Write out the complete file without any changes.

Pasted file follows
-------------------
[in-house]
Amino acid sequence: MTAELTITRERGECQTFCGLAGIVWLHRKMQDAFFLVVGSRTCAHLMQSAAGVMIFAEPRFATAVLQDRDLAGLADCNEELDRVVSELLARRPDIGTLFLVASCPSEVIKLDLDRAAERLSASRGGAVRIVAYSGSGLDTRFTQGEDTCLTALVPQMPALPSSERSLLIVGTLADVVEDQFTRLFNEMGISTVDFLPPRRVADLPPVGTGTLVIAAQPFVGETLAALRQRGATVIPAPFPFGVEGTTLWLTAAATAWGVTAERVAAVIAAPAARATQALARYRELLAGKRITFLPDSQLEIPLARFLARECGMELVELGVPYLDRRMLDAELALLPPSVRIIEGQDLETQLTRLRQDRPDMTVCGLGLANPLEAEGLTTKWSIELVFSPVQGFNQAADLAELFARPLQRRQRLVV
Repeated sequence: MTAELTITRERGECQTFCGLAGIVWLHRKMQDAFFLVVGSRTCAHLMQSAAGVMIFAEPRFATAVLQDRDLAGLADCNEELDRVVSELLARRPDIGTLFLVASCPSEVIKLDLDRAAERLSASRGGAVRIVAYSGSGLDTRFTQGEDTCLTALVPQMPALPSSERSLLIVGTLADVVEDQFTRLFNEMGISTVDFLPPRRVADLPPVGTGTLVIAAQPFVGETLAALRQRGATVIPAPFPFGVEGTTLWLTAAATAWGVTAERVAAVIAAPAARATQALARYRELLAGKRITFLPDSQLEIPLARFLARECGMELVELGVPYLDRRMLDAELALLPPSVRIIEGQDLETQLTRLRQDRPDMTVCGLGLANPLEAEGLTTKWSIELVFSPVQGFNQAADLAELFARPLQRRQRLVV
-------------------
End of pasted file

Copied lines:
[in-house]
Amino acid sequence: MTAELTITRERGECQTFCGLAGIVWLHRKMQDAFFLVVGSRTCAHLMQSAAGVMIFAEPRFATAVLQDRDLAGLADCNEELDRVVSELLARRPDIGTLFLVASCPSEVIKLDLDRAAERLSASRGGAVRIVAYSGSGLDTRFTQGEDTCLTALVPQMPALPSSERSLLIVGTLADVVEDQFTRLFNEMGISTVDFLPPRRVADLPPVGTGTLVIAAQPFVGETLAALRQRGATVIPAPFPFGVEGTTLWLTAAATAWGVTAERVAAVIAAPAARATQALARYRELLAGKRITFLPDSQLEIPLARFLARECGMELVELGVPYLDRRMLDAELALLPPSVRIIEGQDLETQLTRLRQDRPDMTVCGLGLANPLEAEGLTTKWSIELVFSPVQGFNQAADLAELFARPLQRRQRLVV
Repeated sequence: MTAELTITRERGECQTFCGLAGIVWLHRKMQDAFFLVVGSRTCAHLMQSAAGVMIFAEPRFATAVLQDRDLAGLADCNEELDRVVSELLARRPDIGTLFLVASCPSEVIKLDLDRAAERLSASRGGAVRIVAYSGSGLDTRFTQGEDTCLTALVPQMPALPSSERSLLIVGTLADVVEDQFTRLFNEMGISTVDFLPPRRVADLPPVGTGTLVIAAQPFVGETLAALRQRGATVIPAPFPFGVEGTTLWLTAAATAWGVTAERVAAVIAAPAARATQALARYRELLAGKRITFLPDSQLEIPLARFLARECGMELVELGVPYLDRRMLDAELALLPPSVRIIEGQDLETQLTRLRQDRPDMTVCGLGLANPLEAEGLTTKWSIELVFSPVQGFNQAADLAELFARPLQRRQRLVV